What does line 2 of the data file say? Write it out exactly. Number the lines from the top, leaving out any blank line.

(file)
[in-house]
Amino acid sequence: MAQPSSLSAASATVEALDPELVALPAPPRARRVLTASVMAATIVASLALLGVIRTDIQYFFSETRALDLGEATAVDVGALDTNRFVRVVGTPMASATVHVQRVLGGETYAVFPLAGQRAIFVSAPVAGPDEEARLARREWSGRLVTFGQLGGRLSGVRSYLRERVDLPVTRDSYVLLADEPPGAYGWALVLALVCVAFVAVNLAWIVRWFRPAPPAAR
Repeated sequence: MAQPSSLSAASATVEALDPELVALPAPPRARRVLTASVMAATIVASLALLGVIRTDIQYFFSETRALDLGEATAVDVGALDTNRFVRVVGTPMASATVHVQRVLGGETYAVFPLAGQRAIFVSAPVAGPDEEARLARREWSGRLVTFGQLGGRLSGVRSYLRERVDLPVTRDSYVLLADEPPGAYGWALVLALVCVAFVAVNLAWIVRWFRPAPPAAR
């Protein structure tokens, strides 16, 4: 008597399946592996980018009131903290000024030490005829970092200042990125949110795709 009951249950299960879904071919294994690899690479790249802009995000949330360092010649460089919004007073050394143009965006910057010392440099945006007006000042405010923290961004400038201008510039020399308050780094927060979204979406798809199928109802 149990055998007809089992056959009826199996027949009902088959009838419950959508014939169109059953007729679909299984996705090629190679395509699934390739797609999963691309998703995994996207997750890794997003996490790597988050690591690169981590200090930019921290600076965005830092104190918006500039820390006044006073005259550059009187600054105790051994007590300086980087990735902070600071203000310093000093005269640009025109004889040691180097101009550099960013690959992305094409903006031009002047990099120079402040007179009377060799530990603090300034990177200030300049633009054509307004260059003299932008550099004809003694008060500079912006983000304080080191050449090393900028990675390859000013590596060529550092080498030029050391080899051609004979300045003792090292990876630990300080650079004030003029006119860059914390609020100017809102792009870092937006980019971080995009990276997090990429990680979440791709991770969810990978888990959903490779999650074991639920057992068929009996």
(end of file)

Amino acid sequence: MAQPSSLSAASATVEALDPELVALPAPPRARRVLTASVMAATIVASLALLGVIRTDIQYFFSETRALDLGEATAVDVGALDTNRFVRVVGTPMASATVHVQRVLGGETYAVFPLAGQRAIFVSAPVAGPDEEARLARREWSGRLVTFGQLGGRLSGVRSYLRERVDLPVTRDSYVLLADEPPGAYGWALVLALVCVAFVAVNLAWIVRWFRPAPPAAR